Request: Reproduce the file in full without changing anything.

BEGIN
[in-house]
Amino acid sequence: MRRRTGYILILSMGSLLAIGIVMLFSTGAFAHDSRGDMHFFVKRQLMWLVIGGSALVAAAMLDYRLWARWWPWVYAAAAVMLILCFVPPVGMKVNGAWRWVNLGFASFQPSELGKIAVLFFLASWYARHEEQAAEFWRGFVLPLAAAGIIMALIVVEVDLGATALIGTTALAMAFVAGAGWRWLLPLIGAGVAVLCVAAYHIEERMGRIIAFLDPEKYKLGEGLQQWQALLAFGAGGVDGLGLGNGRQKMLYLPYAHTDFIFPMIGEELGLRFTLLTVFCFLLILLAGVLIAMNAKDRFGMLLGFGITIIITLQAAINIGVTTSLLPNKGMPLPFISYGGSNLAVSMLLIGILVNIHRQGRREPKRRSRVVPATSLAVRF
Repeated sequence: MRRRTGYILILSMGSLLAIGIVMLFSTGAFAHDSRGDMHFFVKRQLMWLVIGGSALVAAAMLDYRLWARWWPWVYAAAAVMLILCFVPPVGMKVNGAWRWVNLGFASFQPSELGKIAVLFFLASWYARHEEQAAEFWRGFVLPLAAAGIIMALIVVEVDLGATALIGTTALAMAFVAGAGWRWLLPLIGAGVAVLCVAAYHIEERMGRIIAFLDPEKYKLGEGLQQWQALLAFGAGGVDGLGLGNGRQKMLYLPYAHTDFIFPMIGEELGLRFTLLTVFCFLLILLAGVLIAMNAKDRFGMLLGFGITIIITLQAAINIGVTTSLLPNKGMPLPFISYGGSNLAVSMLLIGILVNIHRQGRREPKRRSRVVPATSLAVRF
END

[in-house]
Amino acid sequence: MRRRTGYILILSMGSLLAIGIVMLFSTGAFAHDSRGDMHFFVKRQLMWLVIGGSALVAAAMLDYRLWARWWPWVYAAAAVMLILCFVPPVGMKVNGAWRWVNLGFASFQPSELGKIAVLFFLASWYARHEEQAAEFWRGFVLPLAAAGIIMALIVVEVDLGATALIGTTALAMAFVAGAGWRWLLPLIGAGVAVLCVAAYHIEERMGRIIAFLDPEKYKLGEGLQQWQALLAFGAGGVDGLGLGNGRQKMLYLPYAHTDFIFPMIGEELGLRFTLLTVFCFLLILLAGVLIAMNAKDRFGMLLGFGITIIITLQAAINIGVTTSLLPNKGMPLPFISYGGSNLAVSMLLIGILVNIHRQGRREPKRRSRVVPATSLAVRF
Repeated sequence: MRRRTGYILILSMGSLLAIGIVMLFSTGAFAHDSRGDMHFFVKRQLMWLVIGGSALVAAAMLDYRLWARWWPWVYAAAAVMLILCFVPPVGMKVNGAWRWVNLGFASFQPSELGKIAVLFFLASWYARHEEQAAEFWRGFVLPLAAAGIIMALIVVEVDLGATALIGTTALAMAFVAGAGWRWLLPLIGAGVAVLCVAAYHIEERMGRIIAFLDPEKYKLGEGLQQWQALLAFGAGGVDGLGLGNGRQKMLYLPYAHTDFIFPMIGEELGLRFTLLTVFCFLLILLAGVLIAMNAKDRFGMLLGFGITIIITLQAAINIGVTTSLLPNKGMPLPFISYGGSNLAVSMLLIGILVNIHRQGRREPKRRSRVVPATSLAVRF